The future of artificial intelligence: Myths, realities and aspirations

Christopher Bishop, Microsoft Research

Christopher Bishop

Only a few years ago, it would have seemed improbable to assume that a piece of technology could quickly and accurately understand most of what you say – let alone translate it into another language.

A new wave of artificial intelligence breakthroughs is making it possible for technology to do all sorts of things we at first can’t believe and then quickly take for granted. That’s making our lives easier and more productive, and it’s also raising a new round of excitement and angst about where artificial intelligence is headed.

“Right now we’re in a phase of very fast advances, and that may well continue for a small number of years,” said Christopher Bishop, a distinguished scientist with Microsoft Research Cambridge.

With advances in machine learning, including deep neural networks and probabilistic models, computers can now instantly translate spoken and written conversation, recognize and accurately caption photos, identify faces and be your personal assistant.

And yet, although they can do some individual tasks as well as or even better than humans, technology still cannot approach the complex thinking that humans have.

“It’s a long way from general intelligence,” Bishop said.

This week, Bishop and Eric Horvitz, distinguished scientist and managing director of Microsoft Research’s Redmond lab, will host a panel of experts to discuss progress in artificial intelligence: myths, realities and aspirations. The panel is part of Microsoft Research’s annual Faculty Summit, and it will be streaming online for anyone who wants to listen.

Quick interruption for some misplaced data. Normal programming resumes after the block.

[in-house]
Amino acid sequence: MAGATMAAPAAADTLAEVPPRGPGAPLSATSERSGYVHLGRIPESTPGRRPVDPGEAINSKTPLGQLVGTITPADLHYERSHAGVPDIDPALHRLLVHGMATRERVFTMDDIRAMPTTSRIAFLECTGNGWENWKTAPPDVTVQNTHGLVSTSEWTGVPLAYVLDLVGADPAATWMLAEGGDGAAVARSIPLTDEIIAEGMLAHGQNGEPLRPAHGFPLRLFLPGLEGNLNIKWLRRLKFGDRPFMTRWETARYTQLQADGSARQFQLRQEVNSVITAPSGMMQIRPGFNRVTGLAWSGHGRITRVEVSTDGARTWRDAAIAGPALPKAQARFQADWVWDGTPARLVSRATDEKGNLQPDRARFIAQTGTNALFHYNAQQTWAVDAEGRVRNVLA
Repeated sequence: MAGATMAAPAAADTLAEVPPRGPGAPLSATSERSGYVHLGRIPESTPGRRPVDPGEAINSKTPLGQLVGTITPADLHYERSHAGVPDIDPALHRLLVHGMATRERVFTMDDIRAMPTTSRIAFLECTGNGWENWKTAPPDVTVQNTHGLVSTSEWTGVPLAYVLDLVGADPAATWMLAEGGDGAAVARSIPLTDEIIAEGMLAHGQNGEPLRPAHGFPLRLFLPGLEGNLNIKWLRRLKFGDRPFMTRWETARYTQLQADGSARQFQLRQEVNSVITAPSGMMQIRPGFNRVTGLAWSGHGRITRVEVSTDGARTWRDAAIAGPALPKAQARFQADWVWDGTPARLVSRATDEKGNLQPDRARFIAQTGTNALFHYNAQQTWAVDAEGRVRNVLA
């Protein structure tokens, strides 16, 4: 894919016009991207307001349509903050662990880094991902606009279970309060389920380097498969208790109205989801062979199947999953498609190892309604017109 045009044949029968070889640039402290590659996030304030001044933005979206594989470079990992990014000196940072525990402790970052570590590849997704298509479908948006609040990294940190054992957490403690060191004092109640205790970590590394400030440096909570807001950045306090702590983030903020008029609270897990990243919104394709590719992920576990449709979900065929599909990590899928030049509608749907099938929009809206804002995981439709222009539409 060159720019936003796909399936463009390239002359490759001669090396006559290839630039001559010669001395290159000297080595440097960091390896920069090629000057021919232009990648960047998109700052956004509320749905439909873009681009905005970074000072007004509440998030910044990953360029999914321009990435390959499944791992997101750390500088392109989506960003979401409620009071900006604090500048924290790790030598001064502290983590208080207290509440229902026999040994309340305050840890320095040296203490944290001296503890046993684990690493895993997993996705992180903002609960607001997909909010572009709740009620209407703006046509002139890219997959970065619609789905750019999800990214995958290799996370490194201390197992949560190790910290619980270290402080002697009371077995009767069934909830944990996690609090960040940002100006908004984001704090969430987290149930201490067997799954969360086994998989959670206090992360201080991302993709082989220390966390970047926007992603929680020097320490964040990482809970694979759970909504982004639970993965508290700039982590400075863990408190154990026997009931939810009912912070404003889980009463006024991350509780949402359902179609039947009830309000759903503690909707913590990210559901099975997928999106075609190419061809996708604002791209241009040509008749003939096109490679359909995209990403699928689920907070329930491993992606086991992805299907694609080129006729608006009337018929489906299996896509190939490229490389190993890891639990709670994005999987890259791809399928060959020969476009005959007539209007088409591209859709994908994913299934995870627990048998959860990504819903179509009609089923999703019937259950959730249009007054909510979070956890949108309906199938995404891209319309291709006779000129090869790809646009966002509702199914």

Eric Horvitz

Eric Horvitz

The latest breakthroughs in artificial intelligence are the result of core advances in AI, including developments in machine learning, reasoning and perception, on a stage set by advances in multiple areas of computer science.

Computing power has increased dramatically and has scaled to the cloud. Meanwhile, the growth of the Web has provided opportunities to collect, store and share large amounts of data.

There also have been great strides in probabilistic modeling, in which computing systems consider uncertainties and make the best solution or recommendation, and machine learning, in which a computer gets better at something based on the data that it receives.

The new capabilities also are coming from advances in specific technologies, such as machine learning methods called neural networks, which can be trained from massive data sets to recognize objects in images or to understand spoken words.

Another promising effort is “integrative AI,” in which competencies including vision, speech, natural language, machine learning and planning are brought together to create more capable systems, such as one that can see, understand and converse with people.

Horvitz noted that these new advances also are being driven by consumers, who have quickly gotten used to a world in which technology understands everyday speech, recommends books and movies, rids your inbox of unwanted spam and clutter and finds you the fastest route home in rush hour traffic.